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15 September 2014
A Leaf in the Wind
Often nature asserts its power and reminds mankind that it ultimately decides the course of time. We have seen this from the likes of major natural disasters like a hurricane, to lesser events like the blowing of a cap into the wind. In the story "The Open Boat" by Stephen Crane, four men are harshly made aware by the environment that there are some things they cannot endure without the strength of each other. When these men face the unforgiving aptitude of the elements they realize how little the universe and its functions notice their existence. Conclusively their lives are in the hands of the arbitrary actions of nature. The survival or death of these men is determined not only by the impartial workings of the universe but also by sustained strength of their brotherhood.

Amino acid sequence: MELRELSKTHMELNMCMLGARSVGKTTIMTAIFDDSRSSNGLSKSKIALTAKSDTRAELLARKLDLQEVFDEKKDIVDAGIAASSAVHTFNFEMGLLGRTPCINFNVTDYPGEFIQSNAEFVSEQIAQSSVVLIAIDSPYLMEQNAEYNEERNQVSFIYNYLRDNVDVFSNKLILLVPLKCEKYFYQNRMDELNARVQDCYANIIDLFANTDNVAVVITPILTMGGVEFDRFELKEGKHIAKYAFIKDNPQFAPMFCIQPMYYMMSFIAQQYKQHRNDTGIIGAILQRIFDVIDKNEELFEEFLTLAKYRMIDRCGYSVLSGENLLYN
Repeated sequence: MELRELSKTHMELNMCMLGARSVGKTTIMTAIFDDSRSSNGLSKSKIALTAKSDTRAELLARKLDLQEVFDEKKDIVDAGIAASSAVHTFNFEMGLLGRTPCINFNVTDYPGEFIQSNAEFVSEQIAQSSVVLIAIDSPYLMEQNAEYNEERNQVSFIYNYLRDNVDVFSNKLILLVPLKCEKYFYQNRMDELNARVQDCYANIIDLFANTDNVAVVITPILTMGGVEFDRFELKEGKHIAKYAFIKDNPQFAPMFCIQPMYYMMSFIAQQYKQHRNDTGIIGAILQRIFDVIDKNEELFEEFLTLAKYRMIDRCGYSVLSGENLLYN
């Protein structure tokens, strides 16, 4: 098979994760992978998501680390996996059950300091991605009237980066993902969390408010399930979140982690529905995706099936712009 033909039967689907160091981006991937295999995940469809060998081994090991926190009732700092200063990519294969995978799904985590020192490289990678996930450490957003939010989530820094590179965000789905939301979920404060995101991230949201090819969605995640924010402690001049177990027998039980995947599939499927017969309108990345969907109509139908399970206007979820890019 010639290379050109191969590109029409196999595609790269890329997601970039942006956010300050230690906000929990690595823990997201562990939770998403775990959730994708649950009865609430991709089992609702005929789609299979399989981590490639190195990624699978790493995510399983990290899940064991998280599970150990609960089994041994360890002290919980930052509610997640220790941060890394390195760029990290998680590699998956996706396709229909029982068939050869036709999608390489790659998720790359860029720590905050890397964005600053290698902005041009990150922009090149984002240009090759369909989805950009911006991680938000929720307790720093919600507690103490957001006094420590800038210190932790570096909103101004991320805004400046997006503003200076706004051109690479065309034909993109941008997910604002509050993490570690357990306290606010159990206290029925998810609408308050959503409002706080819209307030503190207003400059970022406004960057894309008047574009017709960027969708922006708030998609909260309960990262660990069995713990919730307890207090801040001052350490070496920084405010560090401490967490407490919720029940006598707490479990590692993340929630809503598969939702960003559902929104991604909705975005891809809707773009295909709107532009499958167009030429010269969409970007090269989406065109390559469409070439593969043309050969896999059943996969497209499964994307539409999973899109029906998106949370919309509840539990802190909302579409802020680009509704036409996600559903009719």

An oiler, a cook, a captain, and a correspondent brave the difficult sea in a boat no larger than a bathtub. The emotions of the men rise and fall similar to the likes of the waves they continuously overcome. At earlier times the groups hope was spread thin with the absence of a trusting relationship between them, "In disjointed sentences the cook and the correspondent argued as to the difference between a life-saving station and a house of refuge" (Crane, 203). The men understood the dire situation they were in and had trouble expressing optimism. A depiction of the hope they held deeper inside is shown when the crew is made aware of a lighthouse and their confidence rises, " 'Bail her, cook,' said the captain, serenely. 'All right, Captain,' said the cheerful cook" (205). For the first time the...